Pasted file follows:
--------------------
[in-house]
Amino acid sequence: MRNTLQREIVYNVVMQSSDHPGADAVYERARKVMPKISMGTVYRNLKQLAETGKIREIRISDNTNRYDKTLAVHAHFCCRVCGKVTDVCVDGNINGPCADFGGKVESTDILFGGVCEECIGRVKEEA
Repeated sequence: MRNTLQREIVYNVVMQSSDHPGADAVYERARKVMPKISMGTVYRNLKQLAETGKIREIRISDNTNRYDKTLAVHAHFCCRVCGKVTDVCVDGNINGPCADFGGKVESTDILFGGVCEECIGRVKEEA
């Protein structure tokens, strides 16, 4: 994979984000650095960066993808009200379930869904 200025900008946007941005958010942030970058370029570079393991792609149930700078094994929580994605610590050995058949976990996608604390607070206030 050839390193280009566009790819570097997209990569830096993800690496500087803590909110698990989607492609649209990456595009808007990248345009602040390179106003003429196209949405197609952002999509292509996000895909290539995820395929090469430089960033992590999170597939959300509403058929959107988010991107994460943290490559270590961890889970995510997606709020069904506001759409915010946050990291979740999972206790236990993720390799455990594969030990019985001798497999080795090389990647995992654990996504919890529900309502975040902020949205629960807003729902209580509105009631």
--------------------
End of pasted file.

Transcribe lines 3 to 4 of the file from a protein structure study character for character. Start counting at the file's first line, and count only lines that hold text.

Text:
Repeated sequence: MRNTLQREIVYNVVMQSSDHPGADAVYERARKVMPKISMGTVYRNLKQLAETGKIREIRISDNTNRYDKTLAVHAHFCCRVCGKVTDVCVDGNINGPCADFGGKVESTDILFGGVCEECIGRVKEEA
């Protein structure tokens, strides 16, 4: 994979984000650095960066993808009200379930869904 200025900008946007941005958010942030970058370029570079393991792609149930700078094994929580994605610590050995058949976990996608604390607070206030 050839390193280009566009790819570097997209990569830096993800690496500087803590909110698990989607492609649209990456595009808007990248345009602040390179106003003429196209949405197609952002999509292509996000895909290539995820395929090469430089960033992590999170597939959300509403058929959107988010991107994460943290490559270590961890889970995510997606709020069904506001759409915010946050990291979740999972206790236990993720390799455990594969030990019985001798497999080795090389990647995992654990996504919890529900309502975040902020949205629960807003729902209580509105009631």